At this stage in their promising careers, it’s hard to parse out which of Hall and Rodriguez — the Orioles’ first-round picks in 2017 and 2018 who slot in at No. 2 and No. 3 behind Rutschman, in that order — will have the better career. Rodriguez has dominated at Low-A Delmarva this year, not unlike Hall did a season ago. This year, Hall has struggled with walks this year at High-A Frederick, albeit with 13.5 strikeouts per nine and a 3.57 ERA.

The distinguishing factor here is that Rodriguez, while precocious and seemingly the perfect pitcher to be the face the new data-driven pitching development program the Orioles have, is one of many well-regarded young right-handed pitching prospects around the game. The left-handed Hall has premium stuff, and it’s just hard to find that from a left-handed pitching prospect.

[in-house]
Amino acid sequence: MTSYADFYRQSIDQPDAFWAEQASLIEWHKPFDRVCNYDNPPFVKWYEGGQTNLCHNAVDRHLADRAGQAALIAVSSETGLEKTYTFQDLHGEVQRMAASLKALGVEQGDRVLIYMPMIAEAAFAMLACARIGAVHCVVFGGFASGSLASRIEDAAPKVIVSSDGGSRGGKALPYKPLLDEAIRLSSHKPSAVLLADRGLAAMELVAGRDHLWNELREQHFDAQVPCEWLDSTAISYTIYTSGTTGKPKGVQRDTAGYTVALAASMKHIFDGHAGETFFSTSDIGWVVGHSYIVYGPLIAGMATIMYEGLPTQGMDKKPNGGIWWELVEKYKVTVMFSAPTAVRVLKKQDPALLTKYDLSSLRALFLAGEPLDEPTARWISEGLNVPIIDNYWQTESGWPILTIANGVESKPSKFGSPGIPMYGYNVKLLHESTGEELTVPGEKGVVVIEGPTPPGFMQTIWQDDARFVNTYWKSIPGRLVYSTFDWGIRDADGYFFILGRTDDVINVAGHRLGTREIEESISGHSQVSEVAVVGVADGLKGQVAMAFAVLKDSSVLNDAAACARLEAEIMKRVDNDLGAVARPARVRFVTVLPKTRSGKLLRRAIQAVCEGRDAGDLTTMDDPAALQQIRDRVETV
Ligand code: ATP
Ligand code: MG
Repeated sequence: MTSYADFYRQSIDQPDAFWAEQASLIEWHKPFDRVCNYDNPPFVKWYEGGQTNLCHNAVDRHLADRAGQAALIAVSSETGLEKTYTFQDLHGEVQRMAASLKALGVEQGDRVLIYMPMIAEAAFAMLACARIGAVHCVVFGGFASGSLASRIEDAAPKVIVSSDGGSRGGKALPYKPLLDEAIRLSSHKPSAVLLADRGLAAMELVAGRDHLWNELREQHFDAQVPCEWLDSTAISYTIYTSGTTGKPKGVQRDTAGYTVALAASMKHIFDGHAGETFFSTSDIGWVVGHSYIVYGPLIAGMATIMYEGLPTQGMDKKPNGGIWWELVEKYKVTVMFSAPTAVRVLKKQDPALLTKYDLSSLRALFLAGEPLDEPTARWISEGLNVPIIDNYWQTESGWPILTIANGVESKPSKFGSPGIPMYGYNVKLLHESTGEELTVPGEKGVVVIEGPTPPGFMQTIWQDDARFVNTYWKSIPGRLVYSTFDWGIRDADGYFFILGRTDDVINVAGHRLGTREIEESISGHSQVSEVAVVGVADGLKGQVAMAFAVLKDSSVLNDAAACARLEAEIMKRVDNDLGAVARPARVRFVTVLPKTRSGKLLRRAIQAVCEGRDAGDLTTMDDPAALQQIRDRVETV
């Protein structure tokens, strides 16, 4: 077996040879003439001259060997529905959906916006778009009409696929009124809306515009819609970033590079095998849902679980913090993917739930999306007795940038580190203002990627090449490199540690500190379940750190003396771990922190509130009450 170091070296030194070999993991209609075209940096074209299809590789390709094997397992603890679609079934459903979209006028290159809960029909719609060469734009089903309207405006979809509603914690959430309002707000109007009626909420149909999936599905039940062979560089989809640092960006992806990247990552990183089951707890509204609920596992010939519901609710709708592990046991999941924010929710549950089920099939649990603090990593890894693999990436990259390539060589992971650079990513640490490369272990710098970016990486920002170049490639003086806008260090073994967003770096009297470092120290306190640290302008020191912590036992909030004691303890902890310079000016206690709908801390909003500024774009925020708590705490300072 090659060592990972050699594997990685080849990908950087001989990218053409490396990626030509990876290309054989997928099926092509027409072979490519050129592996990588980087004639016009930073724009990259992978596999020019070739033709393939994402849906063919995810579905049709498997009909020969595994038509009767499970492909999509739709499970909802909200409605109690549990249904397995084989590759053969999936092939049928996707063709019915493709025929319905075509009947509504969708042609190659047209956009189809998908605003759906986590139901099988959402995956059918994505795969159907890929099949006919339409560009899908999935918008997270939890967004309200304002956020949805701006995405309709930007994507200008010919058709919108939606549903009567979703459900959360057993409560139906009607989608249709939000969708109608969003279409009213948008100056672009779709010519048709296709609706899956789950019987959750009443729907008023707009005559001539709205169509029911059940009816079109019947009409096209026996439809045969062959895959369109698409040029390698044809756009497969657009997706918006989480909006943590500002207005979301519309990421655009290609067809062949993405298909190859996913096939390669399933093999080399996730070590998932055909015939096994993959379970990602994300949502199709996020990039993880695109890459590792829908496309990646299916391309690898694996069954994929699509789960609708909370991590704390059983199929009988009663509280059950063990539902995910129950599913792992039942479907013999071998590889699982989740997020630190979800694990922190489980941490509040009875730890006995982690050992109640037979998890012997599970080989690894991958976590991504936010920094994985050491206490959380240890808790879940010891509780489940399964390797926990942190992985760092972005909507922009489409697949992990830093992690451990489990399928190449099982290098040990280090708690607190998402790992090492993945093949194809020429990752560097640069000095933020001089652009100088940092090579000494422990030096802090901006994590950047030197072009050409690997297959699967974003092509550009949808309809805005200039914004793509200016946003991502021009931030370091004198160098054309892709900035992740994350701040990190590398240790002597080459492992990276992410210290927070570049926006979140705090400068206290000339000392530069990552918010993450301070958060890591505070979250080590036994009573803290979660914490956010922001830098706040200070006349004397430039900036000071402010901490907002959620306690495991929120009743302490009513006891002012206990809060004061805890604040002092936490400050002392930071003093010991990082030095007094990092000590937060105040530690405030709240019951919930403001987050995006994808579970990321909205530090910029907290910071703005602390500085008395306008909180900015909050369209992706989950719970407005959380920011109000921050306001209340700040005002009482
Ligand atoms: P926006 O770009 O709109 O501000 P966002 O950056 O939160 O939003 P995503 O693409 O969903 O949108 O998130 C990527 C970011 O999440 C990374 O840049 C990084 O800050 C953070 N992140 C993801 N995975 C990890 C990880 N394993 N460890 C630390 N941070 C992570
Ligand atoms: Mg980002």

2. No one has done more for himself in the second tier of pitching than Michael Baumann

After Hall and Rodriguez, the pitching splits itself into a second tier, with Hunter Harvey (No. 8) as the grocery stick of sorts. That tier of pitching pretty much encompasses every arm on the list after him, with back-end starter potential seeming to be the best-case scenario.

That doesn’t apply to Michael Baumann, the 23-year-old right-hander who took a step forward at Frederick then took Double-A Bowie by storm after his promotion, highlighted by Tuesday’s no-hitter against Harrisburg. He made a big jump before the no-hitter that really only vindicated that decision, and the reason was simple: He’s got legitimate stuff, which doesn’t really apply to everyone in that tier.